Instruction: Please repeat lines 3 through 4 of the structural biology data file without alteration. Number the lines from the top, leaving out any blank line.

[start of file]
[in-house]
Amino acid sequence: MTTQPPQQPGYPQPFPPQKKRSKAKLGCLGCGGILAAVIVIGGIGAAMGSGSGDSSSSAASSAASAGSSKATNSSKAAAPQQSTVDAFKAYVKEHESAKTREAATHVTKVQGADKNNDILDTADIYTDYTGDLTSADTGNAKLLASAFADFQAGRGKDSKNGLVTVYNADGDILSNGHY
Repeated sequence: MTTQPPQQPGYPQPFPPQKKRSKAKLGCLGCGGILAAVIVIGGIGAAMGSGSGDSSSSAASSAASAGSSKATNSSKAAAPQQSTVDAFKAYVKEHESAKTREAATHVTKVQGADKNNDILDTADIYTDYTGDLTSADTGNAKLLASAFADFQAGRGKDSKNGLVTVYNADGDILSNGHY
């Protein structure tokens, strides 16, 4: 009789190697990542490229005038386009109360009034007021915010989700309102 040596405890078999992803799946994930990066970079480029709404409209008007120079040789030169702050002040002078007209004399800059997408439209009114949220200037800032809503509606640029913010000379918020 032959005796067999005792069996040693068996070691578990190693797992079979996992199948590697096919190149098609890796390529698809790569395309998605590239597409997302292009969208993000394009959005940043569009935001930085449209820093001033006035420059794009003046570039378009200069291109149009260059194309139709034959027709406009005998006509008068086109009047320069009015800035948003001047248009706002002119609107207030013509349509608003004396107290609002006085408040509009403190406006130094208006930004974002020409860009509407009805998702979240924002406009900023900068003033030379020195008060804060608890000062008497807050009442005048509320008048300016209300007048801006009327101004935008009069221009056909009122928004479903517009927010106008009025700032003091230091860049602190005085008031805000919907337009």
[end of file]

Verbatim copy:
Repeated sequence: MTTQPPQQPGYPQPFPPQKKRSKAKLGCLGCGGILAAVIVIGGIGAAMGSGSGDSSSSAASSAASAGSSKATNSSKAAAPQQSTVDAFKAYVKEHESAKTREAATHVTKVQGADKNNDILDTADIYTDYTGDLTSADTGNAKLLASAFADFQAGRGKDSKNGLVTVYNADGDILSNGHY
């Protein structure tokens, strides 16, 4: 009789190697990542490229005038386009109360009034007021915010989700309102 040596405890078999992803799946994930990066970079480029709404409209008007120079040789030169702050002040002078007209004399800059997408439209009114949220200037800032809503509606640029913010000379918020 032959005796067999005792069996040693068996070691578990190693797992079979996992199948590697096919190149098609890796390529698809790569395309998605590239597409997302292009969208993000394009959005940043569009935001930085449209820093001033006035420059794009003046570039378009200069291109149009260059194309139709034959027709406009005998006509008068086109009047320069009015800035948003001047248009706002002119609107207030013509349509608003004396107290609002006085408040509009403190406006130094208006930004974002020409860009509407009805998702979240924002406009900023900068003033030379020195008060804060608890000062008497807050009442005048509320008048300016209300007048801006009327101004935008009069221009056909009122928004479903517009927010106008009025700032003091230091860049602190005085008031805000919907337009």